Weekend Link Love – Edition 221

Research of the Week

New data reveals that eating fewer, larger meals is “more advantageous metabolically” for obese women than eating smaller meals more frequently throughout the day. Another dearly-held nutrition myth edges ever closer to chomping down on powdered particles of earth and waste matter.

UC Berkeley researchers just found a new gene that encodes for de novo lipogenesis, or the conversion of carbs to fat. There’s talk of drugs targeting this genetic pathway, of course, or you could always take matters into your own hands and just limit carbs (FDA approval not required, yet).

Interesting Blog Posts

Leo Babauta wrote a quick little guide on removing holiday clutter. I find that clearing out the physical clutter in your life has a positive correlation with the disappearance of mental clutter, and I don’t need a randomized control trial to tell me that causation is involved here.

Over at Paleo NonPaleo, a large swath of the Primal/paleo world (including yours truly) was interviewed about their holiday advice and predictions for the new year. Go check it out.

Anyone remember having a pen pal? If you have, you’ll love Paleo Pen Pals. If you’re scratching your head in confusion, this post will bring you up to speed (and you’ll love it, too).

Media, Schmedia

More and more people are getting hip to the perniciousness of modern wheat and shifting toward ancient heirloom grains like einkorn. Might I suggest they take a few more steps, ditch grains altogether, and start eating like the real ancients?

Or we can simply wait for global climate change to take care of wheat for us.

Guess what got voted one of the worst dieting trends of 2012? We must be doing something right.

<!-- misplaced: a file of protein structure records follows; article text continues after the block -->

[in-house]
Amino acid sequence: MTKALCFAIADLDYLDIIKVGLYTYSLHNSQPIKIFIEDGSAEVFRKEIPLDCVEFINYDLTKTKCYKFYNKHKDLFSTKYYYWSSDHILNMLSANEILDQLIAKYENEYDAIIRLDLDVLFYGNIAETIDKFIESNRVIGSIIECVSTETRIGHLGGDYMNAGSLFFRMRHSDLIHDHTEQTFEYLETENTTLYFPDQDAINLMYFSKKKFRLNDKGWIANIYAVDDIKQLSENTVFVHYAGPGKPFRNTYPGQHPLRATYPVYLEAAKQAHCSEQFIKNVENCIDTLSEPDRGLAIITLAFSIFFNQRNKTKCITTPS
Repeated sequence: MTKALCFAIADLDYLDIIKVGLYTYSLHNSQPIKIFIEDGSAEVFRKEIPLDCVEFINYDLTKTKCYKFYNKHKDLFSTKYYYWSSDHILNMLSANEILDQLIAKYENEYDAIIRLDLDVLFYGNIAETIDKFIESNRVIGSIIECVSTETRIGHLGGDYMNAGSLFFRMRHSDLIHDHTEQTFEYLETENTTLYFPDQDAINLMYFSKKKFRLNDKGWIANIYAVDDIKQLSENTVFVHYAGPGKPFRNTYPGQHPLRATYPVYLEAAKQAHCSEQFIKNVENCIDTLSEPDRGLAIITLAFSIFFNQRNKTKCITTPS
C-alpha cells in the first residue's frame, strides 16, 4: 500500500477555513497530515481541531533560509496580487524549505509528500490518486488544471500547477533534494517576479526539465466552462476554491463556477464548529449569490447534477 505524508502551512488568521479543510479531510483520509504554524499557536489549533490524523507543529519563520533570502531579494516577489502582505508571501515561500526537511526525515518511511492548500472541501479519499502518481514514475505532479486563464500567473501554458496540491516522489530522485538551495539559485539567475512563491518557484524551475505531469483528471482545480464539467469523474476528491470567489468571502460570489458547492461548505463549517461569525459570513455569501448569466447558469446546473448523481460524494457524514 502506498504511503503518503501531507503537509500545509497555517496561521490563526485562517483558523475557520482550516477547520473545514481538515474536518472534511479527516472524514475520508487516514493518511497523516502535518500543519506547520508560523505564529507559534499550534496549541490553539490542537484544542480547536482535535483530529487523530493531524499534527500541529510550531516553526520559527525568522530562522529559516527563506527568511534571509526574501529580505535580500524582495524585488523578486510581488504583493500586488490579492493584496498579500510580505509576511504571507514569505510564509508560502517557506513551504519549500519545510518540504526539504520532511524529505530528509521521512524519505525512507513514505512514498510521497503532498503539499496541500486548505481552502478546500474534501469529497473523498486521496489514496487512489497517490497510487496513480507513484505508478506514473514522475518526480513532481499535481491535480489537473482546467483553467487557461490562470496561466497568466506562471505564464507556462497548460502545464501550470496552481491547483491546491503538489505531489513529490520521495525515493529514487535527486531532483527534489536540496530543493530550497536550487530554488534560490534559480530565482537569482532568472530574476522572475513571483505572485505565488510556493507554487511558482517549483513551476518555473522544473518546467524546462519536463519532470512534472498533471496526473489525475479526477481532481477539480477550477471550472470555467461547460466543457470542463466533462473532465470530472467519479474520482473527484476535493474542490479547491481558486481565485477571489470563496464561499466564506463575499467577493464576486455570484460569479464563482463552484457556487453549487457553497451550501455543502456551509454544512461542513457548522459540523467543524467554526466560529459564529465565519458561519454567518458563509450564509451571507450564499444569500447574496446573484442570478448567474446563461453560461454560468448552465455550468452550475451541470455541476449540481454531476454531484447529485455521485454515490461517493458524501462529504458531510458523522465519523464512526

Everything Else

Archaeologists found evidence (special clay pots) that people were making cheese as early as 7,000 years ago. The process hasn’t changed much, researchers say, although I don’t think ancient Northern Europeans were making Velveeta or Kraft singles.

This will seem familiar to many of you, I’d imagine.

Recipe Corner

  • Homemade Sichuan bacon. That is all. Oh, yeah, and there’s apparently some cabbage or other green thing mentioned too.
  • Gaze longingly and guiltily at the greasy Chinese buffet no longer, for a healthy recipe for General Tso’s chicken is available.

Time Capsule

One year ago (Dec 16 – Dec 22)

  • The Joy of Receiving – There are a lot of gifts out there for the taking, guys. They may not all be tangible or come with a gift receipt, but we need to be ready to accept them if we hope to really live.
  • Tails, Tendons, and Tripe: A Guide to Discovering the Odd Bits – Learn how to discern between the spleens, the pancreases, the coagulated blood cubes, and all the myriad edible bits and pieces that we’d be more comfortable ignoring (at our own peril).

Comment of the Week

So glad to see the hipsters are hunting now. In fact my husband said he spotted a few in Oregon on his elk hunting trip. I suggested to him that we should start a line of camouflage skinny jeans. I know… Brilliant!

– Brilliant idea, Trinity. Go for it.

About the Author

Mark Sisson is the founder of Mark’s Daily Apple, godfather to the Primal food and lifestyle movement, and the New York Times bestselling author of The Keto Reset Diet. His latest book is Keto for Life, where he discusses how he combines the keto diet with a Primal lifestyle for optimal health and longevity. Mark is the author of numerous other books as well, including The Primal Blueprint, which was credited with turbocharging the growth of the primal/paleo movement back in 2009. After spending three decades researching and educating folks on why food is the key component to achieving and maintaining optimal wellness, Mark launched Primal Kitchen, a real-food company that creates Primal/paleo, keto, and Whole30-friendly kitchen staples.

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